In this visual essay style documentary, intimate audio of journalist Michael Azerrad's interviews with Kurt Cobain is played over more recently photographed footage of Cobain's Washington state homes and haunts.
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An intimate and moving meditation on the late musician and artist Kurt Cobain, based on more than 25 hours of previously unheard audiotaped interviews conducted with Cobain by noted music journalist Michael Azerrad for his book "Come As You Are: The Story of Nirvana." In the film, Kurt Cobain recounts his own life - from his childhood and adolescence to his days of musical discovery and later dealings with explosive fame - and offers often piercing insights into his life, music, and times. The conversations heard in the film have never before been made public and they reveal a highly personal portrait of an artist much discussed but not particularly well understood. Written by
Roughly eighty minutes into the film, Nirvana biographer and co-producer Michael Azerrad appears for a few seconds looking at the camera. See more »
I never intended to have some kind of a mystery about us, it's just that i didn't have anything to say in the beginning and now that it's gone on long enough that there's actually a story in a way, but still i think every night that you leave i think, god my life is so fucking boring, compared to so many people i know, we don't deserve to have a book written about us.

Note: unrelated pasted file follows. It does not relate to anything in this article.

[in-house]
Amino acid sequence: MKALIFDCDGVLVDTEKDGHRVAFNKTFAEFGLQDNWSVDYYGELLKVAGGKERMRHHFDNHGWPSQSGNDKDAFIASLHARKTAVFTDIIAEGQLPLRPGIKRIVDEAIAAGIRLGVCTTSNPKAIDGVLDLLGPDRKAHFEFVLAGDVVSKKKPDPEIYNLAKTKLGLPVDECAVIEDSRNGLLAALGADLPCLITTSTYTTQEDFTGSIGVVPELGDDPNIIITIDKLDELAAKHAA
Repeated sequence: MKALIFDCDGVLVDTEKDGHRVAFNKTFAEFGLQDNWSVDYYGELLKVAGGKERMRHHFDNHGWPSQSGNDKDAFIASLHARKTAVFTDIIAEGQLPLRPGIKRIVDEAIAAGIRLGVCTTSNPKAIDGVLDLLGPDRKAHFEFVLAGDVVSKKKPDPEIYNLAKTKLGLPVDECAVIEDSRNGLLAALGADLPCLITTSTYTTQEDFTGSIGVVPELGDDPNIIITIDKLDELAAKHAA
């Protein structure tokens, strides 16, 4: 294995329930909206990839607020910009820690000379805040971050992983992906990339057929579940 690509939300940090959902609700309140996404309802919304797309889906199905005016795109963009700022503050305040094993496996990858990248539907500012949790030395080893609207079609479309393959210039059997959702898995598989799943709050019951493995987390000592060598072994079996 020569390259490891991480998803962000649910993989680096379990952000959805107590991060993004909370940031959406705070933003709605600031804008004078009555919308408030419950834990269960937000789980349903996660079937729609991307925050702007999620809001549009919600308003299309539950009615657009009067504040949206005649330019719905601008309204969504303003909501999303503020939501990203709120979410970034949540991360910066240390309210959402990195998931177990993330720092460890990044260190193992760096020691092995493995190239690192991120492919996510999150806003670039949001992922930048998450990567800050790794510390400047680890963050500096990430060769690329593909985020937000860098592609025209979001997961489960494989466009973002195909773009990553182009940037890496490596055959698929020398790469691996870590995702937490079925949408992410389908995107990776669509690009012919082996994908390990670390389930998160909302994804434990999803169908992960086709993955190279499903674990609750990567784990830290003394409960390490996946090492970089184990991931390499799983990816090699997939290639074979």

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I attended a screening of -Kurt Cobain, About A Son at the Seattle International Film Festival. As you can expect with a hometown audience, the audience was ready to fall in love with this film going in. For the most part, the film did not disappoint. The most powerful aspect of the film is the fact that we hear Kurt Cobain's voice speaking his own words, a far better idea than the standard documentary format that features "experts" and fans talking about what made a person great. In the interviews, Cobain is happy, depressed, funny, bitter, excited, exhausted, gracious, resentful, kind, sarcastic ... but always engaging and interesting. It was also powerful to see the images of the towns in which Cobain lived -- Aberdeen, Olympia, and Seattle -- as he talked about different phases of his life. I agree with an earlier poster's comment that saving actual images of Cobain and Nirvana until the end really worked. After all, it is Cobain's voice that is his greatest legacy, and by filling our eyes with images of industrial workers, train trestles, run-down houses, liquor stores, street corners, and so on, the film reminds the viewer that Cobain was a man, first and foremost, and an icon later. And the soundtrack is AWESOME! Kurt talks a great deal about bands that influenced him as he grew up and started writing songs, and many of these artists were kind enough to grant permission to the film-makers to use their music for free. I hope that a soundtrack album is released at some point. My only complaint was the film-makers' choice to include images of places, buildings, and scenes (especially in Seattle) that were not around when Cobain was alive. How much did the Mariners' baseball stadium (which opened in 1999) "shape" the person who became Kurt Cobain, and I somehow doubt that Cobain spent any time at Starbucks. Nevertheless, I highly recommend the film to anyone who loves Nirvana or is fascinated by the man.
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